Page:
Gaining confidence in public speaking

Getting comfortable speaking in public is often a challenge for union leaders, particularly those who are new to their roles.

That’s why OSEA and AFT brought Public Speaking for Union Leaders back to Oregon. The class provides an open, encouraging space for union members to learn and grow with advice and feedback from Lauren Samet and Julie Washington of AFT.

Constance Palaia of Three Rivers Chapter 22 said she attended the class in order to conquer her fear of public speaking.

“I have never spoken to a crowd behind a podium, or asked a question at a town hall, without my voice shaking,” Palaia said. “I approached the class as an ‘Outward Bound’ sort of test and thought I might come out the other side fixed.”

Tammy Burnett, president of Ashland Chapter 42, speaks before the class at the AFT Public Speaking course in Salem.

Attendees got the chance to see themselves on video delivering a speech, provide constructive feedback to one another and encourage each other to stand up for our values — and have fun in the process.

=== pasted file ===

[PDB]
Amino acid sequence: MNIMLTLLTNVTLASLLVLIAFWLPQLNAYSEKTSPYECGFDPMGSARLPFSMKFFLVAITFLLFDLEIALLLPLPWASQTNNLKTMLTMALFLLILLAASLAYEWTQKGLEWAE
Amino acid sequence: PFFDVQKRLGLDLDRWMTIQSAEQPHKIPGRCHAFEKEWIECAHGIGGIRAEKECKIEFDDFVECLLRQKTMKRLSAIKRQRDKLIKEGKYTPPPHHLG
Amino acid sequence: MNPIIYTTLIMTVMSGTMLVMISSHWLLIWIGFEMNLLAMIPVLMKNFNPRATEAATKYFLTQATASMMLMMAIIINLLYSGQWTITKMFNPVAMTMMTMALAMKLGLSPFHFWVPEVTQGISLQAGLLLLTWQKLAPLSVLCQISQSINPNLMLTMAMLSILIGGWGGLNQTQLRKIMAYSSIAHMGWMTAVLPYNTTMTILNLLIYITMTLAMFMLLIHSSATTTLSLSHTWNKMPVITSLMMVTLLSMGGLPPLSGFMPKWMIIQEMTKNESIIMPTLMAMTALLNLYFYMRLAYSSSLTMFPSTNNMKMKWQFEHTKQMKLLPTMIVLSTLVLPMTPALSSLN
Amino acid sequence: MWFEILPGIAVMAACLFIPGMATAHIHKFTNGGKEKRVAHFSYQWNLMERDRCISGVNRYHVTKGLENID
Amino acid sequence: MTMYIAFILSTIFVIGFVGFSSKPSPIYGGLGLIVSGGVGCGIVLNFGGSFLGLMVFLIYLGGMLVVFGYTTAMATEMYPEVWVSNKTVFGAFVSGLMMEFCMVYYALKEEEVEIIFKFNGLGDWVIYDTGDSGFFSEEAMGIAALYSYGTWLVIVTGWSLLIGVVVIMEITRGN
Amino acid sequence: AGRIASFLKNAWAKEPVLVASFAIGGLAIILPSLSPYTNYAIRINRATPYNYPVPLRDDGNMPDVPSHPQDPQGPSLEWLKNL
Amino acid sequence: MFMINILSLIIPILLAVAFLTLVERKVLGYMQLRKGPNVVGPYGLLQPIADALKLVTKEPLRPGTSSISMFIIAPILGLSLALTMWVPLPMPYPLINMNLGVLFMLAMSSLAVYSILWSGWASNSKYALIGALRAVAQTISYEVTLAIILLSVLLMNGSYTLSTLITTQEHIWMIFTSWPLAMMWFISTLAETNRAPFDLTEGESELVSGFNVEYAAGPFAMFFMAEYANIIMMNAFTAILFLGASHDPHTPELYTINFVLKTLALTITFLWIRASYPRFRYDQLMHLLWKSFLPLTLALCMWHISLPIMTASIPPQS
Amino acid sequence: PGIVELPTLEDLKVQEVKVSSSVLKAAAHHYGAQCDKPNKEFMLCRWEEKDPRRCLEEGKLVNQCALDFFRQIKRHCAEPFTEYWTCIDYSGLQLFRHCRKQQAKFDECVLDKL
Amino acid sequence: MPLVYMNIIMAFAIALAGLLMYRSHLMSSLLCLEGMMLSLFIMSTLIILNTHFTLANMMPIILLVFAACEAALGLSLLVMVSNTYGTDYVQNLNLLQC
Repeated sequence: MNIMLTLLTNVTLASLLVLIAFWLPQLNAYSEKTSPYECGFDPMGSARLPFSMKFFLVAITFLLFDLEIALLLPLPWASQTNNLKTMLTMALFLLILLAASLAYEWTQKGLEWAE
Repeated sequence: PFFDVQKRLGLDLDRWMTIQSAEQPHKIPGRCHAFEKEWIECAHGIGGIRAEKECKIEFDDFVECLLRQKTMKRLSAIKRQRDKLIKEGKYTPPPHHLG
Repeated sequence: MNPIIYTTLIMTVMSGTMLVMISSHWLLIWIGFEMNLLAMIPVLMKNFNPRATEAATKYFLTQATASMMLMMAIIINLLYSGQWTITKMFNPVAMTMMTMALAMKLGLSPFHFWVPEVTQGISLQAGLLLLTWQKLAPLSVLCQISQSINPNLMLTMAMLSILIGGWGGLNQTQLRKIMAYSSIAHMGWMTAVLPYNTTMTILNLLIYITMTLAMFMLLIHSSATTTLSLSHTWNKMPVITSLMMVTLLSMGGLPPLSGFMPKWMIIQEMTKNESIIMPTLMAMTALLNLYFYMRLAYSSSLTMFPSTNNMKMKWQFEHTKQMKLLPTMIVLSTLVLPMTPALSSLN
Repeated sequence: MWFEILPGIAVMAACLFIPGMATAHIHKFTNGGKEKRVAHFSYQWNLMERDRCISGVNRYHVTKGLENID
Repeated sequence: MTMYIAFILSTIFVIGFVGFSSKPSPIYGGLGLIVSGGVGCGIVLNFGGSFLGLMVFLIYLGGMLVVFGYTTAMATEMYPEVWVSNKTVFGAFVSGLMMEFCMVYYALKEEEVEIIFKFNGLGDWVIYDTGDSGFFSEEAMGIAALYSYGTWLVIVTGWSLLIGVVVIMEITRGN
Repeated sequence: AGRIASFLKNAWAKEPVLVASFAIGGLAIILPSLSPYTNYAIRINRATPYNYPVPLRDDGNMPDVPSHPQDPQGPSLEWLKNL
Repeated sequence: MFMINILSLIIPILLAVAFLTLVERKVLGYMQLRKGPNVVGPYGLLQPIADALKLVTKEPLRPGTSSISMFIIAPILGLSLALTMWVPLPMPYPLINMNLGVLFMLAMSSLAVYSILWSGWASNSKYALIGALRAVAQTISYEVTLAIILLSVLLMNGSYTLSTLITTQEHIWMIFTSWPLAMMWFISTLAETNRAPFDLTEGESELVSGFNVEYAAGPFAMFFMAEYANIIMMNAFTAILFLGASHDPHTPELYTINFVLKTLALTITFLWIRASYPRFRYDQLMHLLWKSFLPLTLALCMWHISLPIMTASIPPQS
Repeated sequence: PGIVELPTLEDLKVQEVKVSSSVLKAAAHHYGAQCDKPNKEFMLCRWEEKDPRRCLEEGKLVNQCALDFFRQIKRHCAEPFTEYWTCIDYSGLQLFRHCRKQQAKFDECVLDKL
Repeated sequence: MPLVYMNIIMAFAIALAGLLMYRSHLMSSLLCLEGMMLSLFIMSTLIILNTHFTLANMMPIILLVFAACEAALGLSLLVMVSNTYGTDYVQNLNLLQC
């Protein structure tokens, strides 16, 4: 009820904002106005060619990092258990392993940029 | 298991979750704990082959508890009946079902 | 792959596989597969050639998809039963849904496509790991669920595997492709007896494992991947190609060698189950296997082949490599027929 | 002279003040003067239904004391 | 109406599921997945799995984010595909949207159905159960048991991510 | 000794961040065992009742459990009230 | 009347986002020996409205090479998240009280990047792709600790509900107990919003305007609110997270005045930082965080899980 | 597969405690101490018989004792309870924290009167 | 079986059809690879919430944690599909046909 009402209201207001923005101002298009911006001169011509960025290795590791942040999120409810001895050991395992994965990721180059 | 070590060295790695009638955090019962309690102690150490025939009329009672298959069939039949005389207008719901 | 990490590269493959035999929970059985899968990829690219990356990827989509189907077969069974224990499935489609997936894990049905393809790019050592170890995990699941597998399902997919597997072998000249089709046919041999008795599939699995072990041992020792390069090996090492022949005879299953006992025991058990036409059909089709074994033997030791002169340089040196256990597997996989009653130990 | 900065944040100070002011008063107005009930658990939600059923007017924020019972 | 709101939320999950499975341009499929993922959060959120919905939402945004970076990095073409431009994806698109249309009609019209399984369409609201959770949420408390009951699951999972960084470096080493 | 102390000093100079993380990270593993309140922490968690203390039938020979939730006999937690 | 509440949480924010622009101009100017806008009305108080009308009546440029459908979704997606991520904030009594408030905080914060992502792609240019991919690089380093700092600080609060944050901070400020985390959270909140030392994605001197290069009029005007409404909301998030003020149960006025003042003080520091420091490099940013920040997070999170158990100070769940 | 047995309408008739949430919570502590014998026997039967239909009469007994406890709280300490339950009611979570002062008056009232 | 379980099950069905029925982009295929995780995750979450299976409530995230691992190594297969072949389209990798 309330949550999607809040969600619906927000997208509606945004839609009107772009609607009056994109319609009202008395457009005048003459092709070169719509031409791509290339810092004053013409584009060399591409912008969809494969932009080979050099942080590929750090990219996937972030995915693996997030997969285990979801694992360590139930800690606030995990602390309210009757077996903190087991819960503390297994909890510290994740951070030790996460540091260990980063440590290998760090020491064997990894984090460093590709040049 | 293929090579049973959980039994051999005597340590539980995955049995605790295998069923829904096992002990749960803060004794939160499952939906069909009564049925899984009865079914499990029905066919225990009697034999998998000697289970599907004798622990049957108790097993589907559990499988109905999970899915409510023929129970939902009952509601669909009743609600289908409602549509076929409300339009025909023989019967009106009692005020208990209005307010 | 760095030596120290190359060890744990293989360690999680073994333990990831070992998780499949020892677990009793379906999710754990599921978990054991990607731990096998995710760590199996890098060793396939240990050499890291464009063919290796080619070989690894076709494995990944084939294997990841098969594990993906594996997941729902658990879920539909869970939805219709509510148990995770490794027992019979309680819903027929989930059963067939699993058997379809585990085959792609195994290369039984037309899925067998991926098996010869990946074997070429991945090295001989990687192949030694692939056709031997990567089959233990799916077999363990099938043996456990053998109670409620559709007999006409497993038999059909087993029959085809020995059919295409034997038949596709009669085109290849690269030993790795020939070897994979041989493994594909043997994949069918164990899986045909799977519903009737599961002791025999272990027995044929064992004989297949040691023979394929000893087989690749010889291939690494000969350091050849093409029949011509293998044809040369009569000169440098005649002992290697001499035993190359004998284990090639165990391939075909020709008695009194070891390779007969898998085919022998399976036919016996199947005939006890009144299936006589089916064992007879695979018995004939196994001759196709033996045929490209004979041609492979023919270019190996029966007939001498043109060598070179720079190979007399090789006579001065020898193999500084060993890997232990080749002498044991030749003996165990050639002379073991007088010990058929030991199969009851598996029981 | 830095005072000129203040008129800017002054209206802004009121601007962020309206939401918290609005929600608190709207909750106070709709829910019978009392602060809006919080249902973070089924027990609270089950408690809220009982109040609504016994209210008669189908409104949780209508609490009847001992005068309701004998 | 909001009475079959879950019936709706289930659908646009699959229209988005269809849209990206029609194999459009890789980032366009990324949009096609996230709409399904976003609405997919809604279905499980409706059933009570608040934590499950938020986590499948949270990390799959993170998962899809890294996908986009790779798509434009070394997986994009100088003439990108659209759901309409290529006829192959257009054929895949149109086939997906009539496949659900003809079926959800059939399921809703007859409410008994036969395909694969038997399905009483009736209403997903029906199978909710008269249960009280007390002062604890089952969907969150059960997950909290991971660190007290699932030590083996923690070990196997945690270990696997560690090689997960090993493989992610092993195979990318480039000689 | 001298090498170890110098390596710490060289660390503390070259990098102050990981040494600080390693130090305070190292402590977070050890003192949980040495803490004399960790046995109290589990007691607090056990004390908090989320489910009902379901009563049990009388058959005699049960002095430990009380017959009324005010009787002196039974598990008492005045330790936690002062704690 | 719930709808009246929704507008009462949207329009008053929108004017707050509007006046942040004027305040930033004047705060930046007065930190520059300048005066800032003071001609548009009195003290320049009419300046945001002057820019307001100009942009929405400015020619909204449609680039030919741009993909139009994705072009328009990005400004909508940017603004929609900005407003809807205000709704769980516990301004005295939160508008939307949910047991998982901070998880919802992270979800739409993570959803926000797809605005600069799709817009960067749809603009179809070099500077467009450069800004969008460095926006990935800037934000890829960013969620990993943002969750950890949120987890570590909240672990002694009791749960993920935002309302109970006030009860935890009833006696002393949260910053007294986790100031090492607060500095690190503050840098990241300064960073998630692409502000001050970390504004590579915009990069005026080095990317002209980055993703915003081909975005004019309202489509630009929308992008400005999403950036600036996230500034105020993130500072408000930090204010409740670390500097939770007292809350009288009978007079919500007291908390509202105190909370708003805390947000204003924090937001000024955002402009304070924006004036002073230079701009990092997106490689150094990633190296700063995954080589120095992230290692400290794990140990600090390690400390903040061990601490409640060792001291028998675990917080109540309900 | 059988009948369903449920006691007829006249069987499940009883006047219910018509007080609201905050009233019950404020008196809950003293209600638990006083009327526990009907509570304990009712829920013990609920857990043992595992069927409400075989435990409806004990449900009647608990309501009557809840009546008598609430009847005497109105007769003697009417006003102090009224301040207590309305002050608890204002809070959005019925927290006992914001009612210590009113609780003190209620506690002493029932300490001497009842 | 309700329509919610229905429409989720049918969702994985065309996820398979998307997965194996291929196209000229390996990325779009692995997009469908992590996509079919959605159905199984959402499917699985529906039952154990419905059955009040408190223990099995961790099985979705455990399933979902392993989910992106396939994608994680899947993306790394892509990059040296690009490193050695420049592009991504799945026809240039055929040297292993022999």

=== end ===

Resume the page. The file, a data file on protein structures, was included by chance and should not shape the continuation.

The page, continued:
“The instructors were an excellent blend of sweet and sassy, and their positive teaching methods encouraged everyone to improve,” said Amanda Larimer of Beaverton Chapter 48. “I had hoped to gain more confidence and polish from this training, and we went way beyond my expectations.”

Larimer said one of the most valuable lessons was learning different forms of speeches and how to empathize with your audience’s viewpoint. She said understanding where your audience is coming from improves your ability to articulate a persuasive point.

While it can be both tempting and intimidating to place those comfortable with public speaking on a pedestal, Mary White of Willamette Education Service District Employees Association Chapter 95 said showing humanity is OK.

“It is okay to breathe,” White said. “Be confident and smile — your natural self is best.”

Larimer plans to put her newly acquired skills to work at the next Legislative Education Day (LED), where members can speak directly to lawmakers about working conditions and issues from an expert’s point of view. White plans to run for chapter office, instilled with the confidence that comes from training and practice. Meanwhile, Palaia said she wants to promote Medicare for All in her southern Oregon community.

“The most valuable lesson that I learned is that if I speak to something that I am passionate about, I can throw away my notes and have a strong and effective voice,” Palaia said.

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